Topic: Customer Insights
Article by Ernan Roman
Featured on CMO.com
Recent Voice of Customer (VoC) research conducted by my company, ERDM Corp., found the ability to keep customers loyal and engaged during uncertain times lies in the value, strength, depth, and integrity of these relationships.
“You’re going to turn to your trusted relationships where you know your partners and are confident that you can work together to get through this difficult time,” said Steve Baruch, executive vice president, chief strategy and marketing officer at MSC Industrial, an industrial equipment distributor based in New York.
Many organizations said they are taking a “back-to-basics” approach.
“We must focus on what customers really need right now, so the specialty projects and new bright, shiny things we have been working on get put aside to focus on delivering on the basics for the good of our customers,” said Jeanine Hurry, global digital programs leader for Wilmington, Del.-based DuPont Safety and Construction.
In gathering VoC research, ERDM Corp. conducted in-depth interviews with hundreds of B2B customers globally in a wide variety of industries. While keeping customer names anonymous, five Cs emerged—pieces of advice that can help B2B companies remain focused on their customers, fortify their relationships, and earn goodwill.
Amid many states in lockdown, in-person communication, long the hallmark of relationship-building, is not recommended. However, because the research shows that a personal connection is key to establishing a meaningful relationship with clients, B2B marketers should continue to pick up the phone, request a videoconference, or send a text message.
“Regular contact can maintain an adequate relationship, but you need a personal connection to build a strong relationship,” said one study participant.
And with the COVID-19 crisis fluctuating so quickly, the time frames necessary to keep customers updated regarding critical issues that affect them has accelerated. Reaching out to them on a consistent basis ensures everyone stays up to date.
To truly serve your customers, it is imperative that B2B marketers possess “a complete understanding of all the barriers [their customers] are facing,” said Mike Lucero, VP of product strategy at life sciences company 10x Genomics, in Pleasanton, Calif. “You have to know the industry, ask the right questions, and have the right follow-up to show that you know them. That’s what builds trust.”
Based on my company’s VoC research, customers will provide deep preference data in exchange for relevant, timely information delivered via their preferred channels and per their frequency expectations. It’s what we call “reciprocity of value.” But one caution: “It’s a fine line between being a help or being a hindrance. Getting me the info I want, in the medium I want, in the time I want is a help,” a research participant said. “Getting me the info I want, in the medium I want, but filling up my inbox with too much stuff becomes a hindrance.”
Many companies have been hit hard and some face uncertain futures. Helping customers process their emotions surrounding this new reality can position B2B firms as key partners.
“We made personal phone calls to over 2,000 customers in just the past week,” said Paul Warburg, president and CEO of Xenon Arc, which works with brands in the materials industry. “The amount of venting, concern, and even fear has been palpable. So listening and lending a sympathetic and empathetic ear is absolutely critical. And once the steam has blown off, we have been there to help ease the pressure points.”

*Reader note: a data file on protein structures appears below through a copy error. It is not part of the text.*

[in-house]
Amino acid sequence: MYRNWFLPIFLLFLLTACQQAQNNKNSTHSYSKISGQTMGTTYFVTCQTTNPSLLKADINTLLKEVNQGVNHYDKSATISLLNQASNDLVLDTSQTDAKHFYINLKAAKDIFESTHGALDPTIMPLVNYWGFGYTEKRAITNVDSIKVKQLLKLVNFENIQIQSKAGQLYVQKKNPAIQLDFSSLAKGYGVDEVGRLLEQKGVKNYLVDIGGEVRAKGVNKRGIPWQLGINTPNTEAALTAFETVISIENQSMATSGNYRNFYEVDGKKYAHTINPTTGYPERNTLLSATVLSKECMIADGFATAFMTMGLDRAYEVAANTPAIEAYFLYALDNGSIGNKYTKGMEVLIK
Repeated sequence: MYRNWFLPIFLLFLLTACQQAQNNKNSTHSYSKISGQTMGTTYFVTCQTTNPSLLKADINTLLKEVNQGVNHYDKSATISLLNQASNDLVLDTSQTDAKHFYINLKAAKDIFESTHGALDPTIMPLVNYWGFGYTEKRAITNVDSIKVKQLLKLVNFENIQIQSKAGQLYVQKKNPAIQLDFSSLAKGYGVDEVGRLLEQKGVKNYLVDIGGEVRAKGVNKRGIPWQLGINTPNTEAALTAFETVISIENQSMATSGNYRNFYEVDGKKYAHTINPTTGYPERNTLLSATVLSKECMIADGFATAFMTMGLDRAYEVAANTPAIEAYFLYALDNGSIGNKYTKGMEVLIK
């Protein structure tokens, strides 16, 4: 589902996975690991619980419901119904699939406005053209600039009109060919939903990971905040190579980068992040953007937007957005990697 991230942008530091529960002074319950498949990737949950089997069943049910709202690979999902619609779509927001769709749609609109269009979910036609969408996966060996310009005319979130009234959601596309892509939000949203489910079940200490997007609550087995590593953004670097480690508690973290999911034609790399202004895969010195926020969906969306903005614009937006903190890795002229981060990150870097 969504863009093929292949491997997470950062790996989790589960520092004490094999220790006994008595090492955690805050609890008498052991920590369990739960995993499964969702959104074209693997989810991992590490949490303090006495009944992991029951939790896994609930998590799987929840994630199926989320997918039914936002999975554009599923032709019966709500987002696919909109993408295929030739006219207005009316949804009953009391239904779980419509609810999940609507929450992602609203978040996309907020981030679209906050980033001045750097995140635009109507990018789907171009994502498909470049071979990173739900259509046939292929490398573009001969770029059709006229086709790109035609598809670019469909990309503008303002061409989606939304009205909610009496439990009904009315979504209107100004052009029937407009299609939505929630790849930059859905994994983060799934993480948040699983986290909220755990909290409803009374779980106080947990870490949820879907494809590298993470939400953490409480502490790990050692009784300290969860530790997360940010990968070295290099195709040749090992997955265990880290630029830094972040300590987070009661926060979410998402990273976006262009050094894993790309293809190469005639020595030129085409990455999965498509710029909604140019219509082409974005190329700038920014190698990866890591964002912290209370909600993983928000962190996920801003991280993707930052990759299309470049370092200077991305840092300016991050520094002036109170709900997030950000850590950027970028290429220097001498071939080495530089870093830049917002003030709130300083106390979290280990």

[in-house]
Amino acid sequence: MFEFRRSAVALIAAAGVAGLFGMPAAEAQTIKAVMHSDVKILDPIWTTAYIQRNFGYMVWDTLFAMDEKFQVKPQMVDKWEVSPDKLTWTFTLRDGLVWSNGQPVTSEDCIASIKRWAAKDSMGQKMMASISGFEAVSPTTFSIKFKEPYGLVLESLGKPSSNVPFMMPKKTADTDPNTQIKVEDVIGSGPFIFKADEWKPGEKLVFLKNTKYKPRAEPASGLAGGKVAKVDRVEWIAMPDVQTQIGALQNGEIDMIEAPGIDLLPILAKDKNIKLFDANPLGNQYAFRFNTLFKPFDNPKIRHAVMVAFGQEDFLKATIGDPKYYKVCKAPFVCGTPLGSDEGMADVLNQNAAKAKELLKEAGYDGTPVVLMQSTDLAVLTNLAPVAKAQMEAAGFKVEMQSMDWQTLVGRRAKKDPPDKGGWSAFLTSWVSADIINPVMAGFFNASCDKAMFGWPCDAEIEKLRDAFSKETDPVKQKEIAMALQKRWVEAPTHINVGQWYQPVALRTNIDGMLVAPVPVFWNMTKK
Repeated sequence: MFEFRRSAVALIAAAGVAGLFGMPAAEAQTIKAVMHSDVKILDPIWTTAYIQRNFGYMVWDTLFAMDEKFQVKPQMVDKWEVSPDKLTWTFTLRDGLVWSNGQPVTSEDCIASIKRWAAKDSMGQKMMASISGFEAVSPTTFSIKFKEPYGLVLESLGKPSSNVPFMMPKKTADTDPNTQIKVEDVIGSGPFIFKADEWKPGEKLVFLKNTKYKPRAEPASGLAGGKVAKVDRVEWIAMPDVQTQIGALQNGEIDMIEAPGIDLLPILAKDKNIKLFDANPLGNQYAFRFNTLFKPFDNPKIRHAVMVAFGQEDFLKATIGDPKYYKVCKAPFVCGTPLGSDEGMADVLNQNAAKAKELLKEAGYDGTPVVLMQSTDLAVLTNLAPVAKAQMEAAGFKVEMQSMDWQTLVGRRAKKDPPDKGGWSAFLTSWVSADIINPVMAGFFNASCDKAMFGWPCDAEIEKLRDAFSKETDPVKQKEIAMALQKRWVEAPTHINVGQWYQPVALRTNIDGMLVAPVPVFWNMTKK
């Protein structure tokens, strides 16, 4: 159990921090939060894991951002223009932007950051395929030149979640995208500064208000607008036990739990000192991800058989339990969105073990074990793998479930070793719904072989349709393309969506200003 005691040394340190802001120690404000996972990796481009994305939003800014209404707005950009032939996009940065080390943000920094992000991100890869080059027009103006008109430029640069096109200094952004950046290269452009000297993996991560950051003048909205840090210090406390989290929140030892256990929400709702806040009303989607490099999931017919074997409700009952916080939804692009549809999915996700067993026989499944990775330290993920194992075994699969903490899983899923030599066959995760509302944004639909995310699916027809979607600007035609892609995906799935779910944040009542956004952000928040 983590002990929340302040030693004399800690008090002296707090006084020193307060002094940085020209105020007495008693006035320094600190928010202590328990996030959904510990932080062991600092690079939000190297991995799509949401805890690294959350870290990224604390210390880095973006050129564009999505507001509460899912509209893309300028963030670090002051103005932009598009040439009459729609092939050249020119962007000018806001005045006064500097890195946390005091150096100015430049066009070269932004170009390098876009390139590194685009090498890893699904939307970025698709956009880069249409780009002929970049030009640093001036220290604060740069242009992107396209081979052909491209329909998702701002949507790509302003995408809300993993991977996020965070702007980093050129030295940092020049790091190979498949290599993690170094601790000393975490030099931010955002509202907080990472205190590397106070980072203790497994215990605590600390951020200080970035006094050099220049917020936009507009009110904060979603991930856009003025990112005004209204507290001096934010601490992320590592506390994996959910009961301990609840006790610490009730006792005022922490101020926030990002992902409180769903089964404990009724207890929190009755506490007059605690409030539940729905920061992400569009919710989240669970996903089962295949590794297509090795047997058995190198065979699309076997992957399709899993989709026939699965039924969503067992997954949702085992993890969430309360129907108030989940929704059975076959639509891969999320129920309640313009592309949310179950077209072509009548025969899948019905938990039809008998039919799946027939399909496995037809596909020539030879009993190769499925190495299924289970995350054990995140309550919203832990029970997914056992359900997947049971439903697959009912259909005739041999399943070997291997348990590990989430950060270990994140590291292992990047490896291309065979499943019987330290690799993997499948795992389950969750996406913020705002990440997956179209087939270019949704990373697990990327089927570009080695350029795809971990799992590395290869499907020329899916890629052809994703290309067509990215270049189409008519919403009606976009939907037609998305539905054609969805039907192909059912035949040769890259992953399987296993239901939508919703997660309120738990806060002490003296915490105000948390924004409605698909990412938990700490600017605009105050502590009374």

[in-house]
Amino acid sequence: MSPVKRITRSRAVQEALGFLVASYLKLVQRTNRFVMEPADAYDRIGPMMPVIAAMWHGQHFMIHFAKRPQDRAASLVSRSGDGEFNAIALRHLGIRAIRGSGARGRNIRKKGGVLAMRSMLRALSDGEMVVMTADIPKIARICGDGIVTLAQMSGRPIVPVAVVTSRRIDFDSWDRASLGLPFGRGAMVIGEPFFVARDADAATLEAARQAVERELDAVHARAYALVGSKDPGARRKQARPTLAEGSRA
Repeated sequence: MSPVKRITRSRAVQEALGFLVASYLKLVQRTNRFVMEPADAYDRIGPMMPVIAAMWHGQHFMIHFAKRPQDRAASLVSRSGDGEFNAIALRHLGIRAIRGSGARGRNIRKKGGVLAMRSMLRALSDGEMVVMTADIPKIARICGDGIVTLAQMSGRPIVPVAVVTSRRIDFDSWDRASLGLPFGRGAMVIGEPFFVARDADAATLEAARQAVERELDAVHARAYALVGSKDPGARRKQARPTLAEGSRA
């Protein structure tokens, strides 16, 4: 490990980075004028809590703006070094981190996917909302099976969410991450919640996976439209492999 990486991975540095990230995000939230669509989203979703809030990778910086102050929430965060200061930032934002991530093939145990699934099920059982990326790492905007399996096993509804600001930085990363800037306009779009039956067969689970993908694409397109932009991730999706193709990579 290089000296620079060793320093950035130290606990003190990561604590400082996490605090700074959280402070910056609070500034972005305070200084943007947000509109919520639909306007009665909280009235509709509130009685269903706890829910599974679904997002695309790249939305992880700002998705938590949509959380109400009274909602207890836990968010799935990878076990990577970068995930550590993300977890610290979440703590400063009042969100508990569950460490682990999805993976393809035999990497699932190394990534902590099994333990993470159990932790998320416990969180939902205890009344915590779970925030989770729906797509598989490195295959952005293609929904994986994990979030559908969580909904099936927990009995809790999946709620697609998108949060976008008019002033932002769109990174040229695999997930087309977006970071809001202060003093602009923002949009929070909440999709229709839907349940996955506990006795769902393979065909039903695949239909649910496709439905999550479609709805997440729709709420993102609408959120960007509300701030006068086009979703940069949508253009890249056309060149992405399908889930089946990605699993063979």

Also important: Think customer-first. “Companies must have much more of a ‘we’ outlook than a ‘me’ outlook,” a research participant noted.
B2B marketers are well-advised to take the time to think about the challenges their customers are facing, what their desired outcome is, and how they can help them outside of the usual solutions.
“You don’t know whether a company is flexible until there’s a problem. That’s when you see how flexible they actually are,” one study participant said.
For example, MSC has stopped taking on new customers for high-demand products so it can honor its obligations to longtime customers, Baruch said, rather than acting opportunistically and using critical inventory to get its foot in the door with prospects.
At Dupont, the forward-thinking company turned to a playbook that was created to deal with a previous epidemic but was enhanced based on stakeholder feedback after the crisis. “Gathering, learning from, and implementing that feedback meant during this outbreak, we were able to address the situation and react faster to better meet the needs of customers,” Hurry said.
Now is the time to act in the best interests of your customers and community. “Stop selling and stop thinking about yourself,” Baruch said. “This is a global humanitarian crisis, and it is bigger than any one company.”
Or, as Warburg explained, “It is our fundamental belief that in times of uncertainty and crisis and stress, this is when true individual and institutional character emerges. We hope that we have demonstrated our positive qualities, but if not, this represents a real opportunity to demonstrate that we, as an organization, care about our partners, their well-being, and their long-term sustainability.”
Companies are also jumping in to help those fighting COVID-19. For example, labs across the U.S., Europe, and Asia are using 10x Genomics products in an effort to better understand the disease.
“Since our customer base is on the front lines of fighting this pandemic, we have been very proactive in trying to support them,” Lucero said. “We basically asked our entire company to brainstorm ideas regarding how we could help our customers help the rest of the world. While not all of their solutions worked out, our customers appreciated the fact that we were working hard to support them.”